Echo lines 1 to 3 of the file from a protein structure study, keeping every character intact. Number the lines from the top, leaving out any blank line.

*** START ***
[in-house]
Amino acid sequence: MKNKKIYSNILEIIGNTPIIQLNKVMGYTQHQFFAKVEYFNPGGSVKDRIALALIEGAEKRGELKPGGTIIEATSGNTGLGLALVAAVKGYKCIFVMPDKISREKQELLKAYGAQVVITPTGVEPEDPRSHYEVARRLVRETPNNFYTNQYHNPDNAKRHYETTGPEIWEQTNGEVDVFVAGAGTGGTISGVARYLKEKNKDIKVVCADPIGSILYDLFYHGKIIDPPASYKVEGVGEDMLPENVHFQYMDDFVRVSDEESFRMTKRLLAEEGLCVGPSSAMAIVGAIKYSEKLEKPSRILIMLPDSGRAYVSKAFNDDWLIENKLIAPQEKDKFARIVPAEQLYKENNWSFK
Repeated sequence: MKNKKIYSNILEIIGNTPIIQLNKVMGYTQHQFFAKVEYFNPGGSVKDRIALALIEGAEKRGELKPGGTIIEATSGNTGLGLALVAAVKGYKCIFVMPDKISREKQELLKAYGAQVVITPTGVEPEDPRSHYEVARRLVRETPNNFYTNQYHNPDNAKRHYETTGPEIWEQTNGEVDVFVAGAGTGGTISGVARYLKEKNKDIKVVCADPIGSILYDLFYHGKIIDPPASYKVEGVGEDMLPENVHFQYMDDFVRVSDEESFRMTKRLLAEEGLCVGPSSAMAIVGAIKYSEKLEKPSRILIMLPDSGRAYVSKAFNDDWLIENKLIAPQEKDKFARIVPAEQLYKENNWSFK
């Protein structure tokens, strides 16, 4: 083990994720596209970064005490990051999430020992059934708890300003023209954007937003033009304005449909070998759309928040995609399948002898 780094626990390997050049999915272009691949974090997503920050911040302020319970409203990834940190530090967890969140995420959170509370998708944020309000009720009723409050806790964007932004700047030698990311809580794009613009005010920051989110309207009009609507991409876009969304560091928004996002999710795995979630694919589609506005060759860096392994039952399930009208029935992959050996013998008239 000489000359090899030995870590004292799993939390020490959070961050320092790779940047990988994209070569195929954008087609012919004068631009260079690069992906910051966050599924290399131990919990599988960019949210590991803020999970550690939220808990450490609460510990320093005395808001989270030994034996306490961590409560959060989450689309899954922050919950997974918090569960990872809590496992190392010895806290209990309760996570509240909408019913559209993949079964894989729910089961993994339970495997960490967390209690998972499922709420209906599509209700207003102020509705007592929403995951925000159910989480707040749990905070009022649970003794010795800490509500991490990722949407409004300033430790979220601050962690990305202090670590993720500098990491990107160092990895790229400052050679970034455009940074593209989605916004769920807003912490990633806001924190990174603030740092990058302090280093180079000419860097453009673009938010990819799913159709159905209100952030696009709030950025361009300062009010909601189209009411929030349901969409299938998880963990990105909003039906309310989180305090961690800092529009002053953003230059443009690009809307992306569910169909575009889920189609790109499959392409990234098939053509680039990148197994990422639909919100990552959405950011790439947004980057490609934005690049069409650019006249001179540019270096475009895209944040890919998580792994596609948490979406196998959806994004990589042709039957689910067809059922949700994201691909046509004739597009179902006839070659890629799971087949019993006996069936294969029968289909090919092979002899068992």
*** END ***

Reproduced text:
[in-house]
Amino acid sequence: MKNKKIYSNILEIIGNTPIIQLNKVMGYTQHQFFAKVEYFNPGGSVKDRIALALIEGAEKRGELKPGGTIIEATSGNTGLGLALVAAVKGYKCIFVMPDKISREKQELLKAYGAQVVITPTGVEPEDPRSHYEVARRLVRETPNNFYTNQYHNPDNAKRHYETTGPEIWEQTNGEVDVFVAGAGTGGTISGVARYLKEKNKDIKVVCADPIGSILYDLFYHGKIIDPPASYKVEGVGEDMLPENVHFQYMDDFVRVSDEESFRMTKRLLAEEGLCVGPSSAMAIVGAIKYSEKLEKPSRILIMLPDSGRAYVSKAFNDDWLIENKLIAPQEKDKFARIVPAEQLYKENNWSFK
Repeated sequence: MKNKKIYSNILEIIGNTPIIQLNKVMGYTQHQFFAKVEYFNPGGSVKDRIALALIEGAEKRGELKPGGTIIEATSGNTGLGLALVAAVKGYKCIFVMPDKISREKQELLKAYGAQVVITPTGVEPEDPRSHYEVARRLVRETPNNFYTNQYHNPDNAKRHYETTGPEIWEQTNGEVDVFVAGAGTGGTISGVARYLKEKNKDIKVVCADPIGSILYDLFYHGKIIDPPASYKVEGVGEDMLPENVHFQYMDDFVRVSDEESFRMTKRLLAEEGLCVGPSSAMAIVGAIKYSEKLEKPSRILIMLPDSGRAYVSKAFNDDWLIENKLIAPQEKDKFARIVPAEQLYKENNWSFK